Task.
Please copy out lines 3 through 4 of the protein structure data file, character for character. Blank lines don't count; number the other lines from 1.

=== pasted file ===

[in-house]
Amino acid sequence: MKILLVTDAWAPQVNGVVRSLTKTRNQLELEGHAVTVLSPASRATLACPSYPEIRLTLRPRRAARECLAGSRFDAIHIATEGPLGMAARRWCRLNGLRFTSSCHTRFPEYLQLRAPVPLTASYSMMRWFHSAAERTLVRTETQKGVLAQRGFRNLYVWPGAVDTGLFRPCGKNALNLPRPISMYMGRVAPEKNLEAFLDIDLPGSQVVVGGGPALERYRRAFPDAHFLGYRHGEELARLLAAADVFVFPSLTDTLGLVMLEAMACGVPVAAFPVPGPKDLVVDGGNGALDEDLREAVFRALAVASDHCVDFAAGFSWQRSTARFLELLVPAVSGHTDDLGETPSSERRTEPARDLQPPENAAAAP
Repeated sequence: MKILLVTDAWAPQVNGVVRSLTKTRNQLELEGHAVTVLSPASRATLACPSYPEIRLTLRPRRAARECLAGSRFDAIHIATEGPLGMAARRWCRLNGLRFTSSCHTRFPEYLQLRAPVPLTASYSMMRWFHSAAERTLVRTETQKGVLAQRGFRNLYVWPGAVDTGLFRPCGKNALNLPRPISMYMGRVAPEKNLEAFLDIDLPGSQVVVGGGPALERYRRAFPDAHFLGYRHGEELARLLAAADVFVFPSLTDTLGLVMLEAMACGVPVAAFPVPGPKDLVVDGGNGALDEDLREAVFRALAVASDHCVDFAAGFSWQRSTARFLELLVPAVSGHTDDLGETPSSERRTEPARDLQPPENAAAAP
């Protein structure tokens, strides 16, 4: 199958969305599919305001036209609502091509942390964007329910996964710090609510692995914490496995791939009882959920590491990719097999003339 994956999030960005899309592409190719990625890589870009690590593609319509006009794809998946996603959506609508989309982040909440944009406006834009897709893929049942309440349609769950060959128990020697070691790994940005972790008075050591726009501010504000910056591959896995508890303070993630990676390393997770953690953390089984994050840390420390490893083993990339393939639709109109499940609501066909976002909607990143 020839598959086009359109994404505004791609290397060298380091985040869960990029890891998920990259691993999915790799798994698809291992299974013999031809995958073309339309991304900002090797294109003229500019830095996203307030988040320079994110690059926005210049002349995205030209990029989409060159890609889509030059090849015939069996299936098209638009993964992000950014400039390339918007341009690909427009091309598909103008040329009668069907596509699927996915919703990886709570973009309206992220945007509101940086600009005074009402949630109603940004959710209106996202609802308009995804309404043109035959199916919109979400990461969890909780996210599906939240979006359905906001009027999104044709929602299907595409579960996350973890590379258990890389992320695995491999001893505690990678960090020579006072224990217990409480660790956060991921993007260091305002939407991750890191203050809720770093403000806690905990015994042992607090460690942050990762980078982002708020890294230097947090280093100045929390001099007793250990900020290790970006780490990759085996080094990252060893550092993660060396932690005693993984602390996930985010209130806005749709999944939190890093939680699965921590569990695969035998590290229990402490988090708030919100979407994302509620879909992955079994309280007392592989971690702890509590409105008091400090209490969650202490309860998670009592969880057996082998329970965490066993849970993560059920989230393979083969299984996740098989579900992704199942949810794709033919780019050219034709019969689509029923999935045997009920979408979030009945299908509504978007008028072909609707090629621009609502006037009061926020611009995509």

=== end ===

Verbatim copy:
Repeated sequence: MKILLVTDAWAPQVNGVVRSLTKTRNQLELEGHAVTVLSPASRATLACPSYPEIRLTLRPRRAARECLAGSRFDAIHIATEGPLGMAARRWCRLNGLRFTSSCHTRFPEYLQLRAPVPLTASYSMMRWFHSAAERTLVRTETQKGVLAQRGFRNLYVWPGAVDTGLFRPCGKNALNLPRPISMYMGRVAPEKNLEAFLDIDLPGSQVVVGGGPALERYRRAFPDAHFLGYRHGEELARLLAAADVFVFPSLTDTLGLVMLEAMACGVPVAAFPVPGPKDLVVDGGNGALDEDLREAVFRALAVASDHCVDFAAGFSWQRSTARFLELLVPAVSGHTDDLGETPSSERRTEPARDLQPPENAAAAP
């Protein structure tokens, strides 16, 4: 199958969305599919305001036209609502091509942390964007329910996964710090609510692995914490496995791939009882959920590491990719097999003339 994956999030960005899309592409190719990625890589870009690590593609319509006009794809998946996603959506609508989309982040909440944009406006834009897709893929049942309440349609769950060959128990020697070691790994940005972790008075050591726009501010504000910056591959896995508890303070993630990676390393997770953690953390089984994050840390420390490893083993990339393939639709109109499940609501066909976002909607990143 020839598959086009359109994404505004791609290397060298380091985040869960990029890891998920990259691993999915790799798994698809291992299974013999031809995958073309339309991304900002090797294109003229500019830095996203307030988040320079994110690059926005210049002349995205030209990029989409060159890609889509030059090849015939069996299936098209638009993964992000950014400039390339918007341009690909427009091309598909103008040329009668069907596509699927996915919703990886709570973009309206992220945007509101940086600009005074009402949630109603940004959710209106996202609802308009995804309404043109035959199916919109979400990461969890909780996210599906939240979006359905906001009027999104044709929602299907595409579960996350973890590379258990890389992320695995491999001893505690990678960090020579006072224990217990409480660790956060991921993007260091305002939407991750890191203050809720770093403000806690905990015994042992607090460690942050990762980078982002708020890294230097947090280093100045929390001099007793250990900020290790970006780490990759085996080094990252060893550092993660060396932690005693993984602390996930985010209130806005749709999944939190890093939680699965921590569990695969035998590290229990402490988090708030919100979407994302509620879909992955079994309280007392592989971690702890509590409105008091400090209490969650202490309860998670009592969880057996082998329970965490066993849970993560059920989230393979083969299984996740098989579900992704199942949810794709033919780019050219034709019969689509029923999935045997009920979408979030009945299908509504978007008028072909609707090629621009609502006037009061926020611009995509």